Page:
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  • iBill

    Nice article. The 3rd paragraph in the section “Pre and the iPhone” is truncated.

  • enzos

    Tech journalists giving themselves something to write about – who’d have thunk it?!
    Cheers Dan

  • markt

    I have to disagree with you (extremely rare). I do believe that if an iPod competitor had ripped off the scroll wheel design from Apple they would have sued. I think the same is true for elements of the multotouch interface, particularly around pinching to zoom, which seems to have been avoided by the other touch screen competitors.

    [To clarify, I’m not at all suggesting that Apple wouldn’t attempt to shut down cloners, as Cook himself guaranteed the company would. I’m pointing out that the media frenzy of sympathy for Palm’s vaporware in the face of invented legal action that hasn’t materialized nor has even been actually threatened is absurd.

    Apple has a lot less to worry about from Palm than it does from Chinese cloners who are directly trying to rip off the iPhone, for the reasons I cited. – Dan]

  • waveney

    You are so right on this and this piece is no less than perfect in describing the iPhone/Pre IP spat.
    For a laff, go over to
    and read a few comments. Hilarious is hardly the word. The leader article has unleashed an avalanche of Apple bashing hate-fest posts based on the erroneous idea that Apple thinks it ‘owns’ multitouch.
    C’est la vie
    Thanks as always for a different perspective

  • Per

    Great article. Your fragmentation theory is very interesting. A company that is confident about its own products, like Apple, thrives in a competitive environment. Microsoft, however, only approves of competition when it’s a matter of different makers using their software.

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  • The Mad Hatter

    The more fractured the PC, MP3, and smartphone markets are, the better Apple looks as the vendor of simple, integrated solutions with differentiated technologies. In contrast, any competition in any market is viewed as a threat at Microsoft. So while Apple will attempt to stop other companies from stealing its work, it has no interest in removing any specific competitors from the marketplace, particularly Palm’s new Pre. Microsoft, on the other hand, would like nothing better than to kill the Pre before it arrives. Will it? The next article takes a look.

    Adopting Windows Mobile was the biggest mistake that Palm ever made, as evidenced by the popularity of the Centro, which is outselling the Palm Windows Mobile phones quite nicely, even with it’s antique operating system. I’ve used Palm devices for years, and Palm OS has always been easy to operate, while I found Windows Mobile to be a pain in the neck. I’ve been hoping that Palm would come up with something good, and while I don’t think it is as good as the IPhone, I think that the Pre should look really good when compared to most of the rest of the Smart Phones on the market today.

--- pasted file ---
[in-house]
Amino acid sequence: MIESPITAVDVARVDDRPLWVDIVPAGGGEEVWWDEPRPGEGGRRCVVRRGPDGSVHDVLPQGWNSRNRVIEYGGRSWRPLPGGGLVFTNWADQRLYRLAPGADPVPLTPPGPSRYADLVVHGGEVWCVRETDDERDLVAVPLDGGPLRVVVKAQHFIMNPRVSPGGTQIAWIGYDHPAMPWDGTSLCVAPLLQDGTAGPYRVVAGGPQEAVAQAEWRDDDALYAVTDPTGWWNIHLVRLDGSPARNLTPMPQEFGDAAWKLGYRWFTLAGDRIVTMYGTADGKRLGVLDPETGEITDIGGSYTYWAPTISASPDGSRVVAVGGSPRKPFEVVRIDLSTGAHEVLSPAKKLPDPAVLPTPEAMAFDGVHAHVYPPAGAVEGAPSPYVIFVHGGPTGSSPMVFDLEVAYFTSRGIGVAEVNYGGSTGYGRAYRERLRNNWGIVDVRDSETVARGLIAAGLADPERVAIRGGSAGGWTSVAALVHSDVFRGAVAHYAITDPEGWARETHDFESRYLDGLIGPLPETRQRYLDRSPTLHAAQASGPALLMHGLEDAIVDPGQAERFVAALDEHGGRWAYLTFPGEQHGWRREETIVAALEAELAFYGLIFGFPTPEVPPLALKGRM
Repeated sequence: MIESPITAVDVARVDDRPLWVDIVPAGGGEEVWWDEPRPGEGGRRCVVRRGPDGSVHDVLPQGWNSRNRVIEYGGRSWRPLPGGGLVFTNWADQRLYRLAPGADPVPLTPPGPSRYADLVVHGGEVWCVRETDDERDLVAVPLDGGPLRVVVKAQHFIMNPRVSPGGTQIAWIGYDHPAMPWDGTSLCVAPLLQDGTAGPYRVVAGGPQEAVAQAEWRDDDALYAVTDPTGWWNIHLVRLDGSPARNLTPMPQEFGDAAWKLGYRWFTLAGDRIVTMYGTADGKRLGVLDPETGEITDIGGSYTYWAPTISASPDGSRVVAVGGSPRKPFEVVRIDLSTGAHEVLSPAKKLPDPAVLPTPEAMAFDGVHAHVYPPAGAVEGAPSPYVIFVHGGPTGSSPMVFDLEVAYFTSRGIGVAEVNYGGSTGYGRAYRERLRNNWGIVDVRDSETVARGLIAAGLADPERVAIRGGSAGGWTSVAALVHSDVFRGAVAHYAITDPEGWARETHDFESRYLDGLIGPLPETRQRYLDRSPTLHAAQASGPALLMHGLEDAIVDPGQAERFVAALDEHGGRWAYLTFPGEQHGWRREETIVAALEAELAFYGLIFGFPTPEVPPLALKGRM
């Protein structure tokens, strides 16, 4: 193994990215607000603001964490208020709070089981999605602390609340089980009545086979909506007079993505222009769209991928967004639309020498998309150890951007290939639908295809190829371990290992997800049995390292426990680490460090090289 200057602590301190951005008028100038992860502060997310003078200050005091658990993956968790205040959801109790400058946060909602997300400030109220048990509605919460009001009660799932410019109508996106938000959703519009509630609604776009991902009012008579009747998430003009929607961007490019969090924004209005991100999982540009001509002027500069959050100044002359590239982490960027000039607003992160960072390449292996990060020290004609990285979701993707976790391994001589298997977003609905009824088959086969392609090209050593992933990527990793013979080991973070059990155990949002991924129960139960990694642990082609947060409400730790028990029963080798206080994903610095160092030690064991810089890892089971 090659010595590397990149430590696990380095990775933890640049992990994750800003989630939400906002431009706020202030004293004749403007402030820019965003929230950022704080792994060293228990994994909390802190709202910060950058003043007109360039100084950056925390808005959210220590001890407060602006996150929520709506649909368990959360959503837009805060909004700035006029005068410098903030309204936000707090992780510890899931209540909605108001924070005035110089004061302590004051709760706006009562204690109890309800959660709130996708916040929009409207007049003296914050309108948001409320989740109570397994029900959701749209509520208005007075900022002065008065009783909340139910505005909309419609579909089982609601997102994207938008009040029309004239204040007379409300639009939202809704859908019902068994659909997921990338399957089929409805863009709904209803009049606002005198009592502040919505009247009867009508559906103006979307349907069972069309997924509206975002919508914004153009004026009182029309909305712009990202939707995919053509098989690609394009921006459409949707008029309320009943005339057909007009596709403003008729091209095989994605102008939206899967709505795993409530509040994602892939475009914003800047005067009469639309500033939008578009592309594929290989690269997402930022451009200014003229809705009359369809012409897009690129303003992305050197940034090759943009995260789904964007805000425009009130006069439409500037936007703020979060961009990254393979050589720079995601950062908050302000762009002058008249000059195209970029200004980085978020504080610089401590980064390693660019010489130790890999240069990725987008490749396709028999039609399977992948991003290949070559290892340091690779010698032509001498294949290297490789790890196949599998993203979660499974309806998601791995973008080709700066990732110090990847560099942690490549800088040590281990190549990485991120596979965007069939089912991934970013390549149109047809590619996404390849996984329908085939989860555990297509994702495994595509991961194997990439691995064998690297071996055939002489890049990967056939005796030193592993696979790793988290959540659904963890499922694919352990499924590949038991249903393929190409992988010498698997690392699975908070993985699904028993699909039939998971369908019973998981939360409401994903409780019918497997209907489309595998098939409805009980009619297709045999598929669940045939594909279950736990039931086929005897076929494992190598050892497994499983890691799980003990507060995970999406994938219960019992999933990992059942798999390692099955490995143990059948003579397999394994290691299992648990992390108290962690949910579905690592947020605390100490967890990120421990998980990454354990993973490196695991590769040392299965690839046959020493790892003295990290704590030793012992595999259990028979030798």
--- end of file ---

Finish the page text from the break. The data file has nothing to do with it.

As to Microsoft – the company has always avoided competing directly in the market, by negotiating with the computer OEMS to use Microsoft only products. Microsoft appears to have a huge inferiority complex.

  • http://ideasengine.cytv.com cy_starkman

    Great article. Well thought through.

    I have to take issue with your statement that the Amiga OS was a “Copy” of System x. It’s an easy throw away all these long years after when few would remember anyway.

    I was an extensive user of Amiga OS and the Mac GUI’s at the time, also with exposure to OS2, Win and GEM (including Atari ST), i have also used BEOS for a time (curiosity)

    BEOS started development in 91, 6 years later and copied many core concepts from the Amiga OS, many of those “rips” have been thankfully “stolen” into OSX.

    Amiga OS in 1985 also used pre-emptive multi tasking, something that Apple did not introduce until 16 years later, by using NeXT; System 9’s tacked on effort, was just that an add on in 1999. UNIX offered this as far back as 1969.

    The “Spaces” concept, essentially multiple desktops, a 2007 addition to OSX was available in 1985 on Amiga OS. A full 22 years later; The Amiga OS implementation is still unbeaten in offering independent resolutions, viewable at once on the same screen.

    Amiga OS in 1985, leveraging its chipset also provided colour and full screen animation, 5 years later MacOS still struggled at providing these features without expensive add on cards.

    Integrated Command Line, programming language in the box, modular libraries, able to handle multiple file systems, system wide file types; even the modern oft cheered visualisation of other operating systems, I was running MacOS System 7 and DOS/Win prior to 1990 in “Spaces”, able to copy and paste and share files both at the same time with Amiga OS still running with multiple apps open.

    System wide interprocess communication and application scripting with AREXX a port of REXX. Uh yeah, what’s it called, automator, yeah, it barely does any apps and not even the whole OS.

    I only begin, but you may start to get the point already.

    In 1986 for $2600US Mac offered up to 4meg, SCSI and 800k floppies, 6 months prior Amiga offered 8meg, SCSI and 880k, full colour, stereo sound and built in output to TV for $1300US.